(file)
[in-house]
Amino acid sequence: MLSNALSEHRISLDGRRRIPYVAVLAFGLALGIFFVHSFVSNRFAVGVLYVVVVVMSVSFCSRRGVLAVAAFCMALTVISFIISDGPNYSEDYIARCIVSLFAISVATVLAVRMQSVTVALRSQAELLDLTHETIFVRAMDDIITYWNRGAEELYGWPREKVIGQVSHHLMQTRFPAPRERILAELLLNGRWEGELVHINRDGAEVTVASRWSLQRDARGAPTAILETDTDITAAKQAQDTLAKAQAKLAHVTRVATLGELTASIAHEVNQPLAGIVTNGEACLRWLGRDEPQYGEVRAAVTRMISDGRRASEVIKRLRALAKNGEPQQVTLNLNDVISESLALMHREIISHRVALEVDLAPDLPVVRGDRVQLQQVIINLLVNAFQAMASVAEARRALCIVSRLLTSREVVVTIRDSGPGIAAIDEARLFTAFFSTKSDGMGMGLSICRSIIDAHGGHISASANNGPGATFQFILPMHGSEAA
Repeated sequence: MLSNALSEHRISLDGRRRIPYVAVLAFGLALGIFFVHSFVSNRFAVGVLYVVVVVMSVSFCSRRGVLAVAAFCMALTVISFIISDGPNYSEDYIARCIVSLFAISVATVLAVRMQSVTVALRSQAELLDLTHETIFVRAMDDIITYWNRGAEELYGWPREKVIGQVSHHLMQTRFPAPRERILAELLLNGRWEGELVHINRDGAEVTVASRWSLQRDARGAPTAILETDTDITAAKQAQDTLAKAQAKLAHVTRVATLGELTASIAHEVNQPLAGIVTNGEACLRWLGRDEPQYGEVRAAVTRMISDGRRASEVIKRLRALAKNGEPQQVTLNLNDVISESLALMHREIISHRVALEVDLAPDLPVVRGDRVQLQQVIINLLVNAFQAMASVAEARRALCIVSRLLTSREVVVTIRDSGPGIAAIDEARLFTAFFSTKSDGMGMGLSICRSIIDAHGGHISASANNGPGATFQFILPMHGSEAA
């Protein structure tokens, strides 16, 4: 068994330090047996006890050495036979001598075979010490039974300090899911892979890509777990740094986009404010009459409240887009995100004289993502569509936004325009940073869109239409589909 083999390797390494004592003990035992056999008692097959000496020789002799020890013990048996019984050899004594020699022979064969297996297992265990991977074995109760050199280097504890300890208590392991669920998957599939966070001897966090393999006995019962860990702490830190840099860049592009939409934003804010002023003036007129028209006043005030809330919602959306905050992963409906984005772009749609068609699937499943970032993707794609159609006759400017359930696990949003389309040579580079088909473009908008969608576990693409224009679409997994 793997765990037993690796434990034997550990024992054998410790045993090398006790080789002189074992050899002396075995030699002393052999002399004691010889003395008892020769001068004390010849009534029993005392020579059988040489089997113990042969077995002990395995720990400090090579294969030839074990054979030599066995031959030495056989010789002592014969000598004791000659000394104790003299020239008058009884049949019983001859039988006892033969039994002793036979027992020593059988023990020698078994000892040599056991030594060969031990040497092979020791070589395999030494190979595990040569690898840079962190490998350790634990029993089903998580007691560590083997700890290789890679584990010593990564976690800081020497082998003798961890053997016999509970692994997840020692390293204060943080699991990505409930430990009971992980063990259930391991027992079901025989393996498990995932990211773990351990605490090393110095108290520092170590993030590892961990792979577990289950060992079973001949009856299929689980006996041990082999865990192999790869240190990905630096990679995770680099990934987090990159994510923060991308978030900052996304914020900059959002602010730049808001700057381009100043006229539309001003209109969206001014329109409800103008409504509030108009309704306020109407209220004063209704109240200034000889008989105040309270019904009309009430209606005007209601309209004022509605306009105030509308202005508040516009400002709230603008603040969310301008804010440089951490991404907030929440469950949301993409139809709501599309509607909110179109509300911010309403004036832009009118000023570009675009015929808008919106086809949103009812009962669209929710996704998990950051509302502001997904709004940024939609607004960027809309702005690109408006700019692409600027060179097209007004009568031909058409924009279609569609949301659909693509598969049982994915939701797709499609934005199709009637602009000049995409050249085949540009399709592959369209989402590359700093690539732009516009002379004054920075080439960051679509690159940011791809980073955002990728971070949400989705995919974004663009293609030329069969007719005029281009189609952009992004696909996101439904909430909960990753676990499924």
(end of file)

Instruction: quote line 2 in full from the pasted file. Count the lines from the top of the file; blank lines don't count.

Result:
Amino acid sequence: MLSNALSEHRISLDGRRRIPYVAVLAFGLALGIFFVHSFVSNRFAVGVLYVVVVVMSVSFCSRRGVLAVAAFCMALTVISFIISDGPNYSEDYIARCIVSLFAISVATVLAVRMQSVTVALRSQAELLDLTHETIFVRAMDDIITYWNRGAEELYGWPREKVIGQVSHHLMQTRFPAPRERILAELLLNGRWEGELVHINRDGAEVTVASRWSLQRDARGAPTAILETDTDITAAKQAQDTLAKAQAKLAHVTRVATLGELTASIAHEVNQPLAGIVTNGEACLRWLGRDEPQYGEVRAAVTRMISDGRRASEVIKRLRALAKNGEPQQVTLNLNDVISESLALMHREIISHRVALEVDLAPDLPVVRGDRVQLQQVIINLLVNAFQAMASVAEARRALCIVSRLLTSREVVVTIRDSGPGIAAIDEARLFTAFFSTKSDGMGMGLSICRSIIDAHGGHISASANNGPGATFQFILPMHGSEAA